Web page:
As stated in the Declaration of Lima, the compliance of the Supreme Audit Institutions (SAI) functions is improved by the exchange of experiences inside the International Organization of Supreme Audit Institutions (INTOSAI). There are many ways of exchanging experiences between SAIs, cooperative audits among them, which constitute learning tools through the practice of audit in areas of common interest for two or more SAIs. In this context, SAIs of INTOSAI Regional Groups as EUROSAI, OLACEFS, PASAI, etc. have experience in topics of environment, infrastructure, governance, public finance, social projects, information technologies, etc.
According to the draft ISSAI 5800: Guidelines on Cooperative Audits, cooperative audits enable the development and strengthening of auditors knowledge. When conducted, SAIs can enhance their working methodologies and, at the same time, learn new methods, technical terminology and avoid systemic errors detected by other SAIs.
Aware of the positive experiences of Cooperative Audits in the regions as well as their potential to approach SAIs to address issues of common interest, it is possible to consider them as tools for evaluating concerning topics for humanity, as the United Nations Millennium Development Goals and the new Post-2015 Development Agenda, where SAIs are expected to be included.
In the document “Realizing the future we all want”, elaborated by the United Nations, governments all around the world have established that inclusive economic and social development, world peace, security and environmental sustainability are fundamental grounds that must be included in the United Nations Post-2015 Development Agenda along with the countries aspirations for a better future.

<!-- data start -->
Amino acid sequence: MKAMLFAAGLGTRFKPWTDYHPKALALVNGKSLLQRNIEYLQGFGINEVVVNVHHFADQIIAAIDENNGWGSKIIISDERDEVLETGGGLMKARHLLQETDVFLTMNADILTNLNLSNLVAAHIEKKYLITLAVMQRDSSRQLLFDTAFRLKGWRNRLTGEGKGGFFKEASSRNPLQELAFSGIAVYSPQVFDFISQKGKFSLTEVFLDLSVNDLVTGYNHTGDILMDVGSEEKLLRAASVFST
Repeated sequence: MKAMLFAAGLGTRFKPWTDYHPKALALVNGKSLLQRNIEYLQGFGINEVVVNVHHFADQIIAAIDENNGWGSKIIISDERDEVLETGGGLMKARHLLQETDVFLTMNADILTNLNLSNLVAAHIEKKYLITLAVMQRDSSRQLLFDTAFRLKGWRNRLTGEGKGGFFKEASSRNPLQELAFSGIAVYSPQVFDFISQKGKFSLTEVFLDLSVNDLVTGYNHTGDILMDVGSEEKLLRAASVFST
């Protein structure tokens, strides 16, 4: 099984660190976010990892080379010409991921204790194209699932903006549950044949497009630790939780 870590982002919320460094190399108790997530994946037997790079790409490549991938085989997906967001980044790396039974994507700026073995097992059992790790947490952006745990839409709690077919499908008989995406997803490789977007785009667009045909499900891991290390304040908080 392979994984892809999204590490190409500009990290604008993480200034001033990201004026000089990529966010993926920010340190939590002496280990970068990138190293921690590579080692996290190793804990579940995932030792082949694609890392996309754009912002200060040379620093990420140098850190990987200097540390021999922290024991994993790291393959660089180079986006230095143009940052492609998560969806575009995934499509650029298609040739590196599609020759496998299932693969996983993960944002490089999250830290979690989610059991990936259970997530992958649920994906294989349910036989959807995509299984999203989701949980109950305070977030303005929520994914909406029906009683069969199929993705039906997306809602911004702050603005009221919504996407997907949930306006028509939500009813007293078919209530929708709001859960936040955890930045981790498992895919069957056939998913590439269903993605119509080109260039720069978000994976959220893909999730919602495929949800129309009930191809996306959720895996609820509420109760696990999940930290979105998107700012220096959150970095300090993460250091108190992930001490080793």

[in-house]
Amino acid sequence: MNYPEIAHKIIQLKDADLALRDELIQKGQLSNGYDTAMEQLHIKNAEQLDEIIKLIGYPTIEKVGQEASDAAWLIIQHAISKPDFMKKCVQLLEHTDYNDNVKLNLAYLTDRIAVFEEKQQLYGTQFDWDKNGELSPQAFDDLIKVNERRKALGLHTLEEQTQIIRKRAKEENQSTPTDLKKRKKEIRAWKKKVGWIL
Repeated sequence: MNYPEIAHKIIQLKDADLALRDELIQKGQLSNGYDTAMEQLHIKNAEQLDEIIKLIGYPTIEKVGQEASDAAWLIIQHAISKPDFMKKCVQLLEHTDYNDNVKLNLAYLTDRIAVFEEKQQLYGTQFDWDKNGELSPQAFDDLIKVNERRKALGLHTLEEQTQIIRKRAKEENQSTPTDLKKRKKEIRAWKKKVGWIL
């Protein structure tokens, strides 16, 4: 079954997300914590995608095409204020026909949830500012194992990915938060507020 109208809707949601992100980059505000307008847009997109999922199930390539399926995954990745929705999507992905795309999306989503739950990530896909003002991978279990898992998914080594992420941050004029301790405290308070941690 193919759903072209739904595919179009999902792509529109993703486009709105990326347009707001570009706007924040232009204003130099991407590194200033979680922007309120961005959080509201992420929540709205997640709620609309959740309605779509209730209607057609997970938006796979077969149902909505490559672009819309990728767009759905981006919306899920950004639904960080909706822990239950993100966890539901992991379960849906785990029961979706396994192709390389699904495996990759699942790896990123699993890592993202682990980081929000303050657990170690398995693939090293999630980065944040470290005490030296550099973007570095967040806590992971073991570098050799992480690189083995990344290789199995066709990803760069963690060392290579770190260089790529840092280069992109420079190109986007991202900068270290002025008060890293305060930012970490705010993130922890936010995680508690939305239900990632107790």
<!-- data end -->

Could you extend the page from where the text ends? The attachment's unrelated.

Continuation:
This document also highlights the necessity of including monitoring and responsibility mechanisms involving states, civil society, private sector, NGOs and international community towards development, and recommends that all objectives must be supported by a participatory monitoring and accounting system. In addition to contribute in the implementation of the Post-2015 Development Agenda by strengthening accountability, increasing transparency and enhancing the performance of their governances, SAIs also have the possibility to participate in the development of national and international monitoring mechanisms regarding the achievements of sustainable development objectives.
In this context, it is possible to think of regional, interregional and global cooperative audits as SAIs resources to help their countries and international community on the achievement of sustainable development objectives, particularly on topics of expertise such environmental audits.
This scenario also raises interesting challenges. Strengthening coordination and follow-up mechanisms for implementing recommendations of the reports generated by cooperative audits involves an implicit exchange of experiences that enriches the process of cooperative audits. Besides, it implies the dissemination of SAIs experiences about the subject, as well as the methodology of cooperative audits from the Exposure Draft ISSAI 5800 so that those SAIs which have not participated in these activities can evaluate their participation in an activity that could contribute with the development of capacities and acquisition of good practices for their organization and staff.
Finally, considering cooperative audits on a global scope also presents the opportunity, and the challenge, to empower SAIs for undertaking shared responsibilities, managing risks and taking actions in common towards the promotion of economic growth. This will also raise social welfare standards and quality in the provision of public services and global governance.
By M.A Mirtha Piscoya Díaz
Department of Technical Cooperation
 Guideline developed by the Subcommittee on Cooperative Audits of INTOSAI Capacity Building Committee, currently in process for formal approval as an ISSAI 5800 in 2016.
Please see related reports: